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Disorder of the Male Reproductive System: Scrotal Masses

By HERWriter
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Scrotal masses are abnormalities in the scrotum, according to Mayo Clinic. The scrotum is the bag of skin hanging behind the penis that contains the testicles. Scrotal masses may be an accumulation of fluids, abnormal tissue growth or normal scrotal contents that have become swollen, inflamed or hardened.

Scrotal masses can be benign or malignant. Benign scrotal masses include varicocele, spermatocele, hydrocele and hematocele, according National Institutes of Health (NIH).

Varicocele is enlargement of the veins within the scrotum, according to Mayo Clinic and The American Academy of Family Physicians (AAFP) describes it as a "bag of worms."

NIH says spermatocele is a cyst-like scrotal mass containing fluid and dead sperm cells. Hydrocele is fluid collection in the scrotum. Hematocele is blood collection within the scrotum caused most likely by traumatic injury.

Another type of scrotal mass is testicular torsion. Mayo Clinic says this is a twisted spermatic cord, blood vessels, nerves and tube that carries semen from the testicle to the penis.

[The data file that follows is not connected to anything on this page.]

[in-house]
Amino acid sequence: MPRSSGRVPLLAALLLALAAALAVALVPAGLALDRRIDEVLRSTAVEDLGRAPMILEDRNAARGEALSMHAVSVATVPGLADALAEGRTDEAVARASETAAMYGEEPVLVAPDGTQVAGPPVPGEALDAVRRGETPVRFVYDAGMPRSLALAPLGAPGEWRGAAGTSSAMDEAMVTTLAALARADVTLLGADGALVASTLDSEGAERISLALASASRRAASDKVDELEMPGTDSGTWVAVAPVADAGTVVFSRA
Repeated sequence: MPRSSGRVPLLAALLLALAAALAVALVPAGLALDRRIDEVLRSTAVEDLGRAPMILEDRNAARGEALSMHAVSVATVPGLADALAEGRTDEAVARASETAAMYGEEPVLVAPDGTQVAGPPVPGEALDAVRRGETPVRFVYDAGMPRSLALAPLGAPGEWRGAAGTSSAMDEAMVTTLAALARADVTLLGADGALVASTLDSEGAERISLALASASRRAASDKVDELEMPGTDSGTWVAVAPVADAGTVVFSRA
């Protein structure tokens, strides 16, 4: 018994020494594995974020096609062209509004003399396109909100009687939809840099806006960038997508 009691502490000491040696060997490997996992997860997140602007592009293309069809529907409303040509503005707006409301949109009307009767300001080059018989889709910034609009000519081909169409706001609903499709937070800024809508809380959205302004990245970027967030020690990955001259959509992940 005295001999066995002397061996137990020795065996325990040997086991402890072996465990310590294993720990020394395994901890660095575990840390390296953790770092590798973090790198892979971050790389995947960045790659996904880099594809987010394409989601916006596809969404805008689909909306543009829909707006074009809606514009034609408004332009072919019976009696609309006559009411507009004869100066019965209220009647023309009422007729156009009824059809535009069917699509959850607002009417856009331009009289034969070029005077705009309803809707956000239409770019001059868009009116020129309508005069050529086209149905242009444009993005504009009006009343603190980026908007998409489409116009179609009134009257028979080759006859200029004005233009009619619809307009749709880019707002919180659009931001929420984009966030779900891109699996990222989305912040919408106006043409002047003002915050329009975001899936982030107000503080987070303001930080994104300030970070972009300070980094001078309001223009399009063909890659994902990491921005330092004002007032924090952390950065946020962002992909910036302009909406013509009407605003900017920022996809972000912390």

Other scrotal masses can be caused by inflammatory or infectious diseases, physical injury, herniation or tumors, according to NIH.

Mayo Clinic says orchitis is inflammation of the testicle usually due to a viral infection. Epididymitis is often caused by a bacterial infection, including sexually transmitted infections, such as chlamydia and gonorrhea.

AAFP says an inguinal hernia can show itself as a scrotal mass. Mayo Clinic defines an inguinal hernia as where a portion of the small intestine pushes through an opening or weak spot in the tissue separating the abdomen and groin.

Although rare, testicular cancer is the most concerning cause of a painless scrotal mass. Testicular cancer is a tumor containing abnormal testicular tissue, according to Merck Manuals. NIH lists painless or painful scrotal bulge or lump, infertility and an enlarged scrotum as symptoms of scrotal masses.

Mayo Clinic adds that pain radiates throughout the groin, abdomen or lower back.

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We value and respect our HERWriters' experiences, but everyone is different. Many of our writers are speaking from personal experience, and what's worked for them may not work for you. Their articles are not a substitute for medical advice, although we hope you can gain knowledge from their insight.

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